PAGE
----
Rebuilding Power Tools Philosophy from Sawmill Creek
Is it worth it -- in terms of your time and money -- to do "do-it-yourself" fix-ups of your power tools? That was the theme of this discussion. - Editor
"I am starting to change philosophies on rebuilding power tools that won't be kept forever. After seeing how low Matt [another forum participant] had to resell his Unisaw he took hours and hours to rebuild, it doesn't seem worth it to disassemble every part, clean, and paint them when potential buyers won't even bid high enough to cover the cost of the paint, let alone the time. Guess my philosophy hence forward will be to put in new bearings, consumable parts, lubricate, and give a lick and a promise." - Rich R.
"I think a lot of it is due to the economy .. and I don't expect it will improve much for at least 4 years." - Bob W.
"Doing it for pure economic reason probably doesn’t make sense, but I think a lot of folks like to mess with stuff mechanical/electrical for the fun of it." - Jay R.
"Generally, people who put a premium on shiny, near-perfect, unworn things will just buy new. Once you have decided to buy used, you've decided to trade off condition for price. You have plenty of fellas who do what Matt did to his saw with cars, knowing that they will be selling at a loss when they decide on the next project. I would rather put that creativity, effort and time into my woodworking." - Johnny M.
The forum participant whose table saw rehab project was the impetus for the discussion chimed in with his own opinion. - Editor
"I did OK on it because I got it at a bargain price, got most of the pieces I needed at a bargain price, and was able to sell the original
motor and fence. I didn't make money, but I don't think I lost money either. And regardless, that wasn't my goal when I bought it -- pretty much bought it on a whim because it was cheap and I wanted a project. I had a week of lunch times and evenings and a snowy weekend tied up in it work wise and that was fun for me. It ended up being a nicer saw than I had at the time so I kept it and sold my older Unisaw. I'll probably do it again, too, if I stumble across the right machine." - Matt M.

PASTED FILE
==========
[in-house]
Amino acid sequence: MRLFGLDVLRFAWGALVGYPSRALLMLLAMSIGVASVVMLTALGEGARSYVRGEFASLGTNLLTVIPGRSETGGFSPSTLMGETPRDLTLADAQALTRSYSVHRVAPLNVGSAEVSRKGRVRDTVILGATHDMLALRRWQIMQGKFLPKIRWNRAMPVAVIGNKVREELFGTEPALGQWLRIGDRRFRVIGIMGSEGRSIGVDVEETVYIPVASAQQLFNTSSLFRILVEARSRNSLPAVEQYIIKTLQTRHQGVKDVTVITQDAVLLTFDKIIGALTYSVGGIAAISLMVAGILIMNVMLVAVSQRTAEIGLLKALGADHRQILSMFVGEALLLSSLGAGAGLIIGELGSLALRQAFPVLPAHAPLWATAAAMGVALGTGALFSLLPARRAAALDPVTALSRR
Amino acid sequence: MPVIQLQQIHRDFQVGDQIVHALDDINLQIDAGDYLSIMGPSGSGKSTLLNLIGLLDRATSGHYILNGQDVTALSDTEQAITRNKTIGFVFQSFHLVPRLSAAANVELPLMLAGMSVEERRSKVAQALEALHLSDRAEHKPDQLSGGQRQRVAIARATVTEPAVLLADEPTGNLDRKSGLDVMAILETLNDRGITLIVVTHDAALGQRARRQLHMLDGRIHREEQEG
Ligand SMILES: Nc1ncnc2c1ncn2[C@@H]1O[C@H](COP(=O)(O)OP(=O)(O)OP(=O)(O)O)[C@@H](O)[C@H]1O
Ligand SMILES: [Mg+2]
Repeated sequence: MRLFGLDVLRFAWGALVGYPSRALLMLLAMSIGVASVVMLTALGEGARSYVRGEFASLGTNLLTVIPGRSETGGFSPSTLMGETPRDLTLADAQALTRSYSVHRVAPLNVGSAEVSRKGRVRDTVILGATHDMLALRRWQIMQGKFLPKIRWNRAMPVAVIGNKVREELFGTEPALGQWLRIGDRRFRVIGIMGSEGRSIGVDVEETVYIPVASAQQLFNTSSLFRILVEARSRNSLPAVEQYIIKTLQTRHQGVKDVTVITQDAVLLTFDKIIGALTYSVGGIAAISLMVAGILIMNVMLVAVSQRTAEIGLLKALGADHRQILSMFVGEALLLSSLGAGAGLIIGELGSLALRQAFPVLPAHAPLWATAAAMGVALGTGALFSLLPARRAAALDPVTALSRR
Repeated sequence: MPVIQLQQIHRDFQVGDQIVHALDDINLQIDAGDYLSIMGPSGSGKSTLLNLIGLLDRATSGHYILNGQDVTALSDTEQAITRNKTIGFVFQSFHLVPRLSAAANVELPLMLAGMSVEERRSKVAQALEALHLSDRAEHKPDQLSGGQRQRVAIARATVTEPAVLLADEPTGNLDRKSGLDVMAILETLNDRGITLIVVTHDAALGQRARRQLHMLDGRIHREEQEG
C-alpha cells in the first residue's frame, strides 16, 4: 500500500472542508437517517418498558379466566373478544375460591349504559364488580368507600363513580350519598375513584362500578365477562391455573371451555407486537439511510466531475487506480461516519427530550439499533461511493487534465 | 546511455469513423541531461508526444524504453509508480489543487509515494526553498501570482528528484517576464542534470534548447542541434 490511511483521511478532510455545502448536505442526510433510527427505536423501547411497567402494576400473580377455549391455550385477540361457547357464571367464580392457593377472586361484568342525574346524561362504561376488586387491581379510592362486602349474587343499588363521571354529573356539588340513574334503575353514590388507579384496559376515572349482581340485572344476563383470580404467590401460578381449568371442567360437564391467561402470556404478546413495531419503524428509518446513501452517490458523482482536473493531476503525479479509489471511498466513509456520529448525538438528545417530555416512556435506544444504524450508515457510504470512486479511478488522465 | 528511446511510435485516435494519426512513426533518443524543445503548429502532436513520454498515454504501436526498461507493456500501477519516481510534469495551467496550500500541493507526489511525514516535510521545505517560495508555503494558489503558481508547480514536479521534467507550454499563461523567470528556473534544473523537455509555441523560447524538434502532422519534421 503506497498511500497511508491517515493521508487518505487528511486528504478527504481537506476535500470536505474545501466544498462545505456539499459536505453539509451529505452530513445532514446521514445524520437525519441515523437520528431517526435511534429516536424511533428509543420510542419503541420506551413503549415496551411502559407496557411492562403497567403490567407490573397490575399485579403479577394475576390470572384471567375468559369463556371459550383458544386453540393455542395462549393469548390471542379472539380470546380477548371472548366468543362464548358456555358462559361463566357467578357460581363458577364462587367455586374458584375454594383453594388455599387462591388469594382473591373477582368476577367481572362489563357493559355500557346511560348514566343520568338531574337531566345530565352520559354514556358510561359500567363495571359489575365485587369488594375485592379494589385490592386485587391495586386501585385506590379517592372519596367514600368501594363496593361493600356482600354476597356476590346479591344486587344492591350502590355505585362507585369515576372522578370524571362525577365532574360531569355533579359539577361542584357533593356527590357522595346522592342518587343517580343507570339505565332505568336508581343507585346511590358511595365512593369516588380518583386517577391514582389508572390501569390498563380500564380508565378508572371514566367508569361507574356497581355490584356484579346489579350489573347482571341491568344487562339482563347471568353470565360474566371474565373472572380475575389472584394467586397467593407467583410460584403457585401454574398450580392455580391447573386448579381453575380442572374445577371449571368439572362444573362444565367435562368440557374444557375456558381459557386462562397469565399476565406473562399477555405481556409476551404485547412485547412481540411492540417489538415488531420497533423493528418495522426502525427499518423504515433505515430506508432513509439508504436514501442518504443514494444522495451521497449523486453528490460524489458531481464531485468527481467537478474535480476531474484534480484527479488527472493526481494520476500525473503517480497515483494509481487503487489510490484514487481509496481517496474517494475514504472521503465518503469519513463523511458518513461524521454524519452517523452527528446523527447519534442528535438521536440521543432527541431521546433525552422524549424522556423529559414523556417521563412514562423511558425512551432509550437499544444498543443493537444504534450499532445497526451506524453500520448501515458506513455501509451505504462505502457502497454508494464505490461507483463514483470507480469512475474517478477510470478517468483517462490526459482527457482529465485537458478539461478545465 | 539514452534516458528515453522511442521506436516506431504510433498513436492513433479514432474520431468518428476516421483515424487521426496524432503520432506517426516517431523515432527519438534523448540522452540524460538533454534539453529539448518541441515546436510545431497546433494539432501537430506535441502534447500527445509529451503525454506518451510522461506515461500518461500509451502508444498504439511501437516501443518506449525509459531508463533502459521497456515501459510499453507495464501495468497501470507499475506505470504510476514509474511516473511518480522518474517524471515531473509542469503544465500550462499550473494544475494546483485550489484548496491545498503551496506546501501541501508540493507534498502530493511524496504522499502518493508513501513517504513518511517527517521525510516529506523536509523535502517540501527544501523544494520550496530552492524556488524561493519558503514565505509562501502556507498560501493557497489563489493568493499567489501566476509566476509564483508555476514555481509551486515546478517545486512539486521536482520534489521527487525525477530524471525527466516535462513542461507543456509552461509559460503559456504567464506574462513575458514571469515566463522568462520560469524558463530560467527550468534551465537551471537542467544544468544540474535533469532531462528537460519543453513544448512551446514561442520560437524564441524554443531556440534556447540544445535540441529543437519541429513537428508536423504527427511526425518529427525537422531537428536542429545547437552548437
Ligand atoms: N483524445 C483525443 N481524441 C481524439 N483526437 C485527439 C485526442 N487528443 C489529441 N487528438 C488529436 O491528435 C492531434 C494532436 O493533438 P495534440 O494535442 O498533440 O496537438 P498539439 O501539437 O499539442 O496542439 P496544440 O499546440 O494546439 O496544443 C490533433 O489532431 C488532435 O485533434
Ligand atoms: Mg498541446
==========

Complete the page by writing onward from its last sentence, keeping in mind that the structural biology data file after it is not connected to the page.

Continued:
Some commenters pointed out that they fix up old tools for non-monetary reasons. - Editor
"I buy cheap, usually hopeless, cases because my ego tells me I can bring the dead back to life. I play with them a while, enjoying the fruits of my labors as a reward and then sell it and begin the process over, usually having traded up for a slightly better hopeless case. It can be as addictive as woodworking itself, and in the end really costs but a pittance, yet you learn so much about what makes a quality tool. There’s nothing like doing a failure analysis on a 60-year-old saw to teach you what works best in the long run and what’s just a manufacturer's shortcut to getting the thing shipped
out the door. Funny thing is, the same strategy applies equally as well to my woodworking skills: doing furniture repair and restoration in my early years was a college that no one hosts, yet under the hood you discover masterful touches of craftsmanship that you incorporate into your own bag of tricks and techniques that work for you, to be called upon to solve a seemingly unsolvable design problem because you know, somehow, it can be done." - Hank M.